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> 7 day real time Comparison of Medtronic vs Dexcom , Posted by Brian Tubbs on another Forum. Copied with his permission.
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The following is a comparison of the Medtronic CGMS and the Dexcom 7
CGMS.

These results are only for 7 days, and only performed on one person.
It is likely that the CGMS's could perform differently for different
people. Therefore, the following information is not intended to say
which devise is better than the other, but to merely share our
experiences.

My daughter Kendall (age 6) wore both the Medtronic CGMS and the
Dexcom 7 CGMS from August 1, 2008 August 7, 2008. Both units were
inserted into her backside and she wore both units at the same time
for the full 7 days. During this time we attempted to test often and
record the reading off of both CGMSs and her Onetouch meter. We also
attempted to record which CGMS alarmed first for highs and lows. Due
to various activities and Kendall being 6, we did not catch all
alarms, or test BG at all instances.

ACCURACY
With 67 reading over the 7 day period (where we have readings for
Dexcom, Medtronic and Onetouch), the Dexcom was approximately 21%
more accurate (10 points). For determining accuracy, I took standard
deviation of the variances of the CGMSs from the Onetouch meter.

Dexcom: std=36.7
Medtronic: std=46.5

READING TOO LOW
Both CGMS were over 100 points low two times during the test. One of
the two times, they were both off by more than 100 points at the same
time.

The Dexcom had 13 instances where the CGMS was 50 points or more
lower than the Onetouch meter.

The Medtronic had 14 instances where the CGMS was 50 points or more
lower than the Onetouch meter.

READING TOO HIGH
The Dexcom had 5 instances where the CGMS was 30 points or more
higher than the Onetouch meter.

The Medtronic had 11 instances where the CGMS was 30 points or more
higher than the Onetouch meter.

HIGH ALARMS
We had a number of alarms through the test period; however, we did
not always record Kendall's BG with the Onetouch, therefore we could
not tell if the alarm was true or false. The following is some of
the high alarms that we received that had a BG recorded.

In two instances Dexcom was the only alarm to give us a high alarm.
One time both CGMSs gave a high alarm at the same time. Three times
Dexcom alarmed first and then Medtronic alarmed later. The advanced
times were 15 minutes (once); 30 minutes (once); and 45 minutes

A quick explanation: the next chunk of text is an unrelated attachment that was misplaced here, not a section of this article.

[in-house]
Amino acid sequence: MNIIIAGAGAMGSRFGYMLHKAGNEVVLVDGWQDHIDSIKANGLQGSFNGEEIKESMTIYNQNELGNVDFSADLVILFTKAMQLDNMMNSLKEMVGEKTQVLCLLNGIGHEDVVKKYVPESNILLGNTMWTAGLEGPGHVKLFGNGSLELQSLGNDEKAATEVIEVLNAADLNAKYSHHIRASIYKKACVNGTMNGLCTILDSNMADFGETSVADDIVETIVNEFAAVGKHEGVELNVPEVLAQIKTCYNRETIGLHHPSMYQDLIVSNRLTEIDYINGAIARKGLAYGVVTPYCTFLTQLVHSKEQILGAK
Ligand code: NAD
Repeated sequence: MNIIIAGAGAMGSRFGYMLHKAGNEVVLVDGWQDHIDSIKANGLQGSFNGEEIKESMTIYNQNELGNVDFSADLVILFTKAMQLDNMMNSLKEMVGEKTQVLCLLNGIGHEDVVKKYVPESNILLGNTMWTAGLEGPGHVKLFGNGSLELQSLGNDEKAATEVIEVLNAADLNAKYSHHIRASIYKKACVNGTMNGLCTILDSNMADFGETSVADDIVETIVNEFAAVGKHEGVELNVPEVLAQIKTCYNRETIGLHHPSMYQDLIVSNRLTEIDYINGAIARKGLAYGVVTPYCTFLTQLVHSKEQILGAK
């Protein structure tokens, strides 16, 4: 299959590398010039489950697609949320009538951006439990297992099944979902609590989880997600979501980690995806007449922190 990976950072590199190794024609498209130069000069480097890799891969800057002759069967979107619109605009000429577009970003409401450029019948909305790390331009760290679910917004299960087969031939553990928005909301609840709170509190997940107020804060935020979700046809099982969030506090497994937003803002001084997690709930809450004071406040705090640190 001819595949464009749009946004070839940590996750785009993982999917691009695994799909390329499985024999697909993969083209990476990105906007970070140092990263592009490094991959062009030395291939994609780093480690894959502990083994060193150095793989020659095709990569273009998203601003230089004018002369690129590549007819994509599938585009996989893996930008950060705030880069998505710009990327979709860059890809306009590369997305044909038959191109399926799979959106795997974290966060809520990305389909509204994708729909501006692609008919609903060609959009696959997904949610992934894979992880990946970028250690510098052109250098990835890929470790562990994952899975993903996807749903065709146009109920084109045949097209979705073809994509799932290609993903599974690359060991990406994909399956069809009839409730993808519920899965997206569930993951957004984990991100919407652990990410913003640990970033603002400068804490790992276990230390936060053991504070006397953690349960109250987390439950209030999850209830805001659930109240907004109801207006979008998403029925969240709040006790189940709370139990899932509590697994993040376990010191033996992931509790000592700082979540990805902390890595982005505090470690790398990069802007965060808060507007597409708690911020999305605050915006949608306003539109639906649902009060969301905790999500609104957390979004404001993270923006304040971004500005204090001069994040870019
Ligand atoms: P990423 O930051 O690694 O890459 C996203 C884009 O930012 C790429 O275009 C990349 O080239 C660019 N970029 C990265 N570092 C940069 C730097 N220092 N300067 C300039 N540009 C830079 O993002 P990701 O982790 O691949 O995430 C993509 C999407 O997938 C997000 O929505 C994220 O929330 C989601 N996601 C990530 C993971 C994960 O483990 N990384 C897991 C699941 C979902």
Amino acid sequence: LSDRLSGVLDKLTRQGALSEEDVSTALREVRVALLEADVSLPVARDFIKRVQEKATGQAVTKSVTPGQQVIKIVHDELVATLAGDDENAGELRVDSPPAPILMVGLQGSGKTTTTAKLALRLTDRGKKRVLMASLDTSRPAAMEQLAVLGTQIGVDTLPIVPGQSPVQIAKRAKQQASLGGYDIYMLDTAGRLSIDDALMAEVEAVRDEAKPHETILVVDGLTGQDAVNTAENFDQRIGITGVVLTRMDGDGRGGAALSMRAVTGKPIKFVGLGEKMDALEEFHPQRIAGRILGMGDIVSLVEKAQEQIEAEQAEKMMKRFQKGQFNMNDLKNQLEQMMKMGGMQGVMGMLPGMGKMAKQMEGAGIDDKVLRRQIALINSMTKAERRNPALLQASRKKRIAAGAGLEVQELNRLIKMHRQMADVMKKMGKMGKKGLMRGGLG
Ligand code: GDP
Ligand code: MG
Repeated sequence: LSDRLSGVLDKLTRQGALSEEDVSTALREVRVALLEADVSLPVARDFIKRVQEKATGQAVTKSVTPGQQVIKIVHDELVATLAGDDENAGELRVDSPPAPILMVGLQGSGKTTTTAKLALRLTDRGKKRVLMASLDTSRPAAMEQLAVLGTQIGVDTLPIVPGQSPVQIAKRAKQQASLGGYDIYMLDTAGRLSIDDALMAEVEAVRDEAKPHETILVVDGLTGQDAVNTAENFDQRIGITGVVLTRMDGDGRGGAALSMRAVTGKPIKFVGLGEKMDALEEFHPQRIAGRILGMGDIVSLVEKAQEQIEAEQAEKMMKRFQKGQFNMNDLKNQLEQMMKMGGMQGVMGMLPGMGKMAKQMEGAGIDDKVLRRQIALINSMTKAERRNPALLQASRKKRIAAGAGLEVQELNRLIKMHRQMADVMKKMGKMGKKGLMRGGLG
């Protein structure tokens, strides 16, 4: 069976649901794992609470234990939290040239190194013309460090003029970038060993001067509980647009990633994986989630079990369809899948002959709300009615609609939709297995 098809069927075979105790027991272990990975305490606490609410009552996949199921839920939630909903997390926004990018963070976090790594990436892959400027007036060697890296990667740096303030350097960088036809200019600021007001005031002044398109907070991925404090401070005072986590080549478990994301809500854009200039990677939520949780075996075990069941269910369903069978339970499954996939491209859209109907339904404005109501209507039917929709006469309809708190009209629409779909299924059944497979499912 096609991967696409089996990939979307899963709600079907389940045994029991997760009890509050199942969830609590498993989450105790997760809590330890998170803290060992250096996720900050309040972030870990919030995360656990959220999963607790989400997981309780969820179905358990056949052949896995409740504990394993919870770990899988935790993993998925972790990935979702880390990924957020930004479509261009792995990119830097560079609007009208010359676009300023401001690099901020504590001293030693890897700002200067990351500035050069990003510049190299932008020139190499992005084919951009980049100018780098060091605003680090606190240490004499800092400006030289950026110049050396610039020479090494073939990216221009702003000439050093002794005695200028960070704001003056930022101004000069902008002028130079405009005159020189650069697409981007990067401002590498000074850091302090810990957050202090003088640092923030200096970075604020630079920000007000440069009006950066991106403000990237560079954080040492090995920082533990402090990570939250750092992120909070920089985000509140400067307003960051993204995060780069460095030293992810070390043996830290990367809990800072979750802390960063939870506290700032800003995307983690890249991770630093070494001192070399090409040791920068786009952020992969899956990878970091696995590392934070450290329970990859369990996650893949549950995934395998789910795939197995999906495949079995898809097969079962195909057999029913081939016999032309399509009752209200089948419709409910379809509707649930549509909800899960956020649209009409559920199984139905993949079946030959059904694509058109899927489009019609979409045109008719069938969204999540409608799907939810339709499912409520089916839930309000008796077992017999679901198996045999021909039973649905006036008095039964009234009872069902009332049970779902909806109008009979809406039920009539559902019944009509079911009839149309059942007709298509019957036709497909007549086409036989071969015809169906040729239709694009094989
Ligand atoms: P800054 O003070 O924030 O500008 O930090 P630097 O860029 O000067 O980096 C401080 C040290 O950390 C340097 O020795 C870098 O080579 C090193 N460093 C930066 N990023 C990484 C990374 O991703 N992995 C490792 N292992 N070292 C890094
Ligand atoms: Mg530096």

(once).

In no instances did the Medtronic give a high alarm first. This is
given the caveats mentioned above.

LOW ALARMS
Four times the Dex was the only CGMS to give an alarm (this could
have been because we treated and BG rose prior to Medtronic giving an
alarm). One time Medtronic was the only CGMS to give an alarm.
One time Medtronic alarmed first by 10 minutes. Four times Dexcom
alarmed first (5, 15, 20, 30).

USEABILITY
From a user stand point, the Medtronic (in my opinion) is far
superior. The Dexcom falls short in that:
- Can not see actual historical numbers without computer. (if
you are looking at the dots, and you see that your last dot is lower
than the previous dot, you do not know if it is 5 pints lower {60
points an hour trend} or 20 pints lower {240 points an hour trend})
- Can not see when that last alarm occurred.
- Can not see when the next calibration is needed. This could
then sneak up on you and required a 2 am update.
- Can not see the sensor age.
- More difficult to enter Meter BG
- Rechargeable battery. This is good in that you will save
battery costs; however, if it goes low while out, you can not just
replace.
- Lack of transmitter memory. The Medtronic transmitter can
store up to 20 minutes of readings, so if you get separated from the
receiver, you will be able to the past 20 minute readings. This is
good for swimming, or forgetfulness.


After posting those results, Brian was asked a question and he provided this additional comment:

We currently own the Medtronic. The Dexcom was on loan to us.

The lack of user functionality on the Dexcom is a big negative.
However, the Dexcom did seem to leave less trauma on the body when
removed.

If you never had a CGMS, then you would not miss the functionality
provided by the medtronic. Thus the Dexcom might be preferable due
to greater accuracy on Kendall.

I hope that Animas (the pump we currently use), builds in the user
functionality when it is incorporated into their pump in mid-2009.


Last update: Aug 21 2008, 05:10 PM by Linda B    Created: Aug 21 2008, 05:10 PM by Linda B    Views: 824
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